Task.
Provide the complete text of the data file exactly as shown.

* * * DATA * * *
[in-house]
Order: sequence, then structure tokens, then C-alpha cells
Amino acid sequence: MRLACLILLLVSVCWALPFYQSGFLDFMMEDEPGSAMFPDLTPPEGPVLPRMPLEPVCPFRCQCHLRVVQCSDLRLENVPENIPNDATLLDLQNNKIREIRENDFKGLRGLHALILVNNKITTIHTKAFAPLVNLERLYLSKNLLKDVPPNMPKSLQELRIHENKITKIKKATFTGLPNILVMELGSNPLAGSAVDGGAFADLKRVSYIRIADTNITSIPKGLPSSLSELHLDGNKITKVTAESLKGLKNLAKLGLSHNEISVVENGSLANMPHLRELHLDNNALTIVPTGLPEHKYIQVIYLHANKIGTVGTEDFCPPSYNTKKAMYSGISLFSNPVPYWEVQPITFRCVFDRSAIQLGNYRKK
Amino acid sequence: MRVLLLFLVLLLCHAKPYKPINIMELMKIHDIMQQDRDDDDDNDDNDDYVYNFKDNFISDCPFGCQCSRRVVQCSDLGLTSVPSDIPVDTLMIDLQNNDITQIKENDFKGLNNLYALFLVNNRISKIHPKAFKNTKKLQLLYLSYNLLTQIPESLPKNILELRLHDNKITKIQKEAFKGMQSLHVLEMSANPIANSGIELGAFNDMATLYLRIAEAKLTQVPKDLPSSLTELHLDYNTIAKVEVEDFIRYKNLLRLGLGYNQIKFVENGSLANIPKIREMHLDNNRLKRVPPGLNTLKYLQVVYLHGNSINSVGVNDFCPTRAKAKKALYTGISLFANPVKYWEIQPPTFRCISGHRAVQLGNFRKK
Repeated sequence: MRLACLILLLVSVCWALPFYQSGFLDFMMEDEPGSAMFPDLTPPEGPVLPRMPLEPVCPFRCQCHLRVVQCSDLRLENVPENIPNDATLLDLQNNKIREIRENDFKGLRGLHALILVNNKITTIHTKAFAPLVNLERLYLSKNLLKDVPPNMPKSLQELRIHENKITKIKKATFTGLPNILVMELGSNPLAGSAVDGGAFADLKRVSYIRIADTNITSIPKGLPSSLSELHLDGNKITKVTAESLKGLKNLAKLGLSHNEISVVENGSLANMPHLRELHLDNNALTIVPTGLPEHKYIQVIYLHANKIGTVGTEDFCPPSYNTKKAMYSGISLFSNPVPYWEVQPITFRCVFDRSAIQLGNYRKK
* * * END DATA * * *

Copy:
[in-house]
Order: sequence, then structure tokens, then C-alpha cells
Amino acid sequence: MRLACLILLLVSVCWALPFYQSGFLDFMMEDEPGSAMFPDLTPPEGPVLPRMPLEPVCPFRCQCHLRVVQCSDLRLENVPENIPNDATLLDLQNNKIREIRENDFKGLRGLHALILVNNKITTIHTKAFAPLVNLERLYLSKNLLKDVPPNMPKSLQELRIHENKITKIKKATFTGLPNILVMELGSNPLAGSAVDGGAFADLKRVSYIRIADTNITSIPKGLPSSLSELHLDGNKITKVTAESLKGLKNLAKLGLSHNEISVVENGSLANMPHLRELHLDNNALTIVPTGLPEHKYIQVIYLHANKIGTVGTEDFCPPSYNTKKAMYSGISLFSNPVPYWEVQPITFRCVFDRSAIQLGNYRKK
Amino acid sequence: MRVLLLFLVLLLCHAKPYKPINIMELMKIHDIMQQDRDDDDDNDDNDDYVYNFKDNFISDCPFGCQCSRRVVQCSDLGLTSVPSDIPVDTLMIDLQNNDITQIKENDFKGLNNLYALFLVNNRISKIHPKAFKNTKKLQLLYLSYNLLTQIPESLPKNILELRLHDNKITKIQKEAFKGMQSLHVLEMSANPIANSGIELGAFNDMATLYLRIAEAKLTQVPKDLPSSLTELHLDYNTIAKVEVEDFIRYKNLLRLGLGYNQIKFVENGSLANIPKIREMHLDNNRLKRVPPGLNTLKYLQVVYLHGNSINSVGVNDFCPTRAKAKKALYTGISLFANPVKYWEIQPPTFRCISGHRAVQLGNFRKK
Repeated sequence: MRLACLILLLVSVCWALPFYQSGFLDFMMEDEPGSAMFPDLTPPEGPVLPRMPLEPVCPFRCQCHLRVVQCSDLRLENVPENIPNDATLLDLQNNKIREIRENDFKGLRGLHALILVNNKITTIHTKAFAPLVNLERLYLSKNLLKDVPPNMPKSLQELRIHENKITKIKKATFTGLPNILVMELGSNPLAGSAVDGGAFADLKRVSYIRIADTNITSIPKGLPSSLSELHLDGNKITKVTAESLKGLKNLAKLGLSHNEISVVENGSLANMPHLRELHLDNNALTIVPTGLPEHKYIQVIYLHANKIGTVGTEDFCPPSYNTKKAMYSGISLFSNPVPYWEVQPITFRCVFDRSAIQLGNYRKK